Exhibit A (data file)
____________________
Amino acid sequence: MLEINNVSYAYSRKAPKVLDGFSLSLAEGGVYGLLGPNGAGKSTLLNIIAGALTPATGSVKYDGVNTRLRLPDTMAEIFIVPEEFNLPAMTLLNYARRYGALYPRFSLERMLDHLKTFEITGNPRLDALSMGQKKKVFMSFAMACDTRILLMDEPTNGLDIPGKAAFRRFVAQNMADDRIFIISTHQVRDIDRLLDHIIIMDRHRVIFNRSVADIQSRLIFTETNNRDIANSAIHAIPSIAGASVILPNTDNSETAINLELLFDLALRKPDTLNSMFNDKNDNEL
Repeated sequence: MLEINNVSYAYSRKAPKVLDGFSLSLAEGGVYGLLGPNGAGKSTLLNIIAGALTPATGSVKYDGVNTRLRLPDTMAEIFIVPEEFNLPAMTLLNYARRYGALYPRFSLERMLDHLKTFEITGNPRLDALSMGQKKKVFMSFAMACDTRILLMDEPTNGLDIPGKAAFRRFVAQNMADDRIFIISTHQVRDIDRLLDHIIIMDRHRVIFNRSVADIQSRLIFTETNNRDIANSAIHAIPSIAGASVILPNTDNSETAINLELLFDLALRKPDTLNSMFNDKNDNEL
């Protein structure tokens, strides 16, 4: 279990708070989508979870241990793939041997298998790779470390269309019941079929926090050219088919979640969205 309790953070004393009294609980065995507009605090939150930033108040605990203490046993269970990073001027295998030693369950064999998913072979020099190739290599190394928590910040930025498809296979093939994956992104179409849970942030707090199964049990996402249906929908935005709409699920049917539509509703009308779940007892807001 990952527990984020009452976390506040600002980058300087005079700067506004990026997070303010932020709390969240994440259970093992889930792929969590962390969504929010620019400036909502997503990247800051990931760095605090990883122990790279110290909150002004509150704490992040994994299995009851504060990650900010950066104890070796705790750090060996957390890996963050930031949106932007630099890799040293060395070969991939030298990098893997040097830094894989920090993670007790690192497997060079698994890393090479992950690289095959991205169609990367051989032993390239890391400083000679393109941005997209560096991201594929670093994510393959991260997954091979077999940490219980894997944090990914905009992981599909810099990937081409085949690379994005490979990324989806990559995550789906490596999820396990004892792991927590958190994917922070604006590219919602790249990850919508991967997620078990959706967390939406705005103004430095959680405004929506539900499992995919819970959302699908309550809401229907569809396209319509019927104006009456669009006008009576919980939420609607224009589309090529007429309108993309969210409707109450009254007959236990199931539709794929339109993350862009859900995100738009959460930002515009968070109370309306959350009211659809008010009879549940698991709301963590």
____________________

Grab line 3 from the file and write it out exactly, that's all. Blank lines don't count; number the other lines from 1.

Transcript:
């Protein structure tokens, strides 16, 4: 279990708070989508979870241990793939041997298998790779470390269309019941079929926090050219088919979640969205 309790953070004393009294609980065995507009605090939150930033108040605990203490046993269970990073001027295998030693369950064999998913072979020099190739290599190394928590910040930025498809296979093939994956992104179409849970942030707090199964049990996402249906929908935005709409699920049917539509509703009308779940007892807001 990952527990984020009452976390506040600002980058300087005079700067506004990026997070303010932020709390969240994440259970093992889930792929969590962390969504929010620019400036909502997503990247800051990931760095605090990883122990790279110290909150002004509150704490992040994994299995009851504060990650900010950066104890070796705790750090060996957390890996963050930031949106932007630099890799040293060395070969991939030298990098893997040097830094894989920090993670007790690192497997060079698994890393090479992950690289095959991205169609990367051989032993390239890391400083000679393109941005997209560096991201594929670093994510393959991260997954091979077999940490219980894997944090990914905009992981599909810099990937081409085949690379994005490979990324989806990559995550789906490596999820396990004892792991927590958190994917922070604006590219919602790249990850919508991967997620078990959706967390939406705005103004430095959680405004929506539900499992995919819970959302699908309550809401229907569809396209319509019927104006009456669009006008009576919980939420609607224009589309090529007429309108993309969210409707109450009254007959236990199931539709794929339109993350862009859900995100738009959460930002515009968070109370309306959350009211659809008010009879549940698991709301963590």